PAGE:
Food pantry is still serving, but donations need a boost

With no food drives, supplies are running low.

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A shelf for donations sits empty at the Island Food Pantry in Vineyard Haven. The pantry is open this summer, for the first time in years, and while the need is there, donations aren't keeping up. — Stacey Rupolo

Summer’s a time of sun-splashed beaches, sailing, and fishing, but the need some families have to keep groceries in the cupboard doesn’t end just because there’s beach weather.

This year the Island Food Pantry is trying to help meet those summer needs for the first time in years by offering summer hours on Wednesdays, Margaret Hannemann, program coordinator, said.

“We’ve had an average of 30 clients,” Ms. Hannemann said. “That’s a pretty good number considering there are children, as well.”

But while the need for the service remains, donations haven’t kept up. “People are so incredibly busy in the summer with visitors and things going on,” she said. “It’s understandable.”

Not only are there fewer food drives in the summer by organizations like school groups, Boy Scouts, and churches, but people aren’t putting as many donations in the purple boxes at Island grocery stores.

“We knew we wouldn’t have supplies from food drives,” Ms. Hannemann said. “The funny thing is I was all excited because I thought we would get more donations because so there are many people around.” That hasn’t been the case.

Ms. Hannemann, who took over for longtime coordinator Armen Hanjian, is trying to beef up donations by adding signs to the donation boxes.

“People who put donations in those clearly had no idea the program was continuing,” she said. “We’ve put signs out there now to let people know we’re still in operation and still need food.”

The food pantry uses money donations to buy the typical staples of pasta, sauces, mac and cheese, cereals, and other nonperishables, but they could also use other things, like cake mixes, crackers, popcorn, and the extras that help round out a grocery order.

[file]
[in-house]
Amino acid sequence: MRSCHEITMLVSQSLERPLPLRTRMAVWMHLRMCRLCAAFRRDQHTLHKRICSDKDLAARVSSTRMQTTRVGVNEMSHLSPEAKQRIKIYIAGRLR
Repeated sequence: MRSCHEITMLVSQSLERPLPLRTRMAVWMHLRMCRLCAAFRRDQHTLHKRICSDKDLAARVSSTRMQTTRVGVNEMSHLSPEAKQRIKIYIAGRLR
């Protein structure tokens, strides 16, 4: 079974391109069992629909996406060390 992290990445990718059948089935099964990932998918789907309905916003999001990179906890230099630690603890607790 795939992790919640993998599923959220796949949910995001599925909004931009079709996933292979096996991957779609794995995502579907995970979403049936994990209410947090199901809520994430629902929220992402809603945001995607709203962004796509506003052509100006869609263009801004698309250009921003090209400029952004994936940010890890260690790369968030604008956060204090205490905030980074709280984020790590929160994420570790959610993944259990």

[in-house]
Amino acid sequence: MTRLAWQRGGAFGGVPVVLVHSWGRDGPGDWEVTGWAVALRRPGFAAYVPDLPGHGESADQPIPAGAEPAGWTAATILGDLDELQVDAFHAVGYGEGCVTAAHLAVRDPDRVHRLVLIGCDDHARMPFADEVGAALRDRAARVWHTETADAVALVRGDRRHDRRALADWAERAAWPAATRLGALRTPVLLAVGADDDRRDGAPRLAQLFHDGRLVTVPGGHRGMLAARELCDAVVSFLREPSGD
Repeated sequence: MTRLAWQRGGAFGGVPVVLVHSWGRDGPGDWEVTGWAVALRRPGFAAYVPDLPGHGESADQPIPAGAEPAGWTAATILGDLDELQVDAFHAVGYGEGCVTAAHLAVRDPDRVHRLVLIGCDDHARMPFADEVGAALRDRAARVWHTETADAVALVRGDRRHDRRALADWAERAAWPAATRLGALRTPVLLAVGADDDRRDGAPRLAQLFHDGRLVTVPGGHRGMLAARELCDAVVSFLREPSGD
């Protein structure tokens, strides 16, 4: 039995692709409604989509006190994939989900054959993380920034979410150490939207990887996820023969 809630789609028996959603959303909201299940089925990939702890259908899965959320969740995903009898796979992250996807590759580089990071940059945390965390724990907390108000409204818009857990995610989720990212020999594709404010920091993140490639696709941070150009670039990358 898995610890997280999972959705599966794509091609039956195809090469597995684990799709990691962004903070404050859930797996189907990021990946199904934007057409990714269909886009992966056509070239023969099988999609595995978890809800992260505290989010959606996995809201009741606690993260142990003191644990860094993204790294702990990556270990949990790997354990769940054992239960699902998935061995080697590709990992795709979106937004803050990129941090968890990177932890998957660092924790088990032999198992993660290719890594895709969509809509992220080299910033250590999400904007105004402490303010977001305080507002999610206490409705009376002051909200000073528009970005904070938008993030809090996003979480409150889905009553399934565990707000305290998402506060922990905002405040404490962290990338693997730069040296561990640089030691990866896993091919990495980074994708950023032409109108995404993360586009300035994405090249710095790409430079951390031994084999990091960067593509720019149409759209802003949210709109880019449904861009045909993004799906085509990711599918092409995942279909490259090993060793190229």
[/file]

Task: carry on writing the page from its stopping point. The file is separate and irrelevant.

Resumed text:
Clients who use the food pantry are typically referred by clergy, a social service organization, or a similar source. They are allowed to visit the pantry every two weeks, and are able to pack three bags of groceries selected from the grocery shelf of staples, produce obtained from the Island Grown Initiative, and the table of food from donation boxes and food drives.

During the winter months, the need is greater, as some of the businesses close down and there are fewer jobs to go around. Last winter, the program served 423 clients, which represented nearly 1,000 people, Ms. Hannemann said. About one-third of the clients are from Vineyard Haven, a third from Oak Bluffs, and the rest from the remaining Island towns, she said.

During the spring, the food pantry has been working with the gleaners from Island Grown Initiative, who have provided weekly selections of produce. At one point this spring, the pantry was stocked with 17 dozen duck eggs per week from GOOD Farm, Ms. Hannemann said.

“Duck eggs come from the field pretty dirty, but we had a great team of five people who meticulously washed them for several hours each Wednesday morning,” she said.

Leftover produce from the Island Grown Initiative’s mobile market is being sold to the pantry for distribution to its clients.

Ms. Hannemann is hopeful that Island residents and visitors, once they know there is a need, will begin filling those boxes, which are located at local grocery stores, libraries, and real estate offices. Money donations are always welcome, as well, for the staples the pantry buys for its shelves at Stone Church, 81 William St., Vineyard Haven.

 

To make a cash donation, visit the Isandfoodpantry.org website or its Facebook page.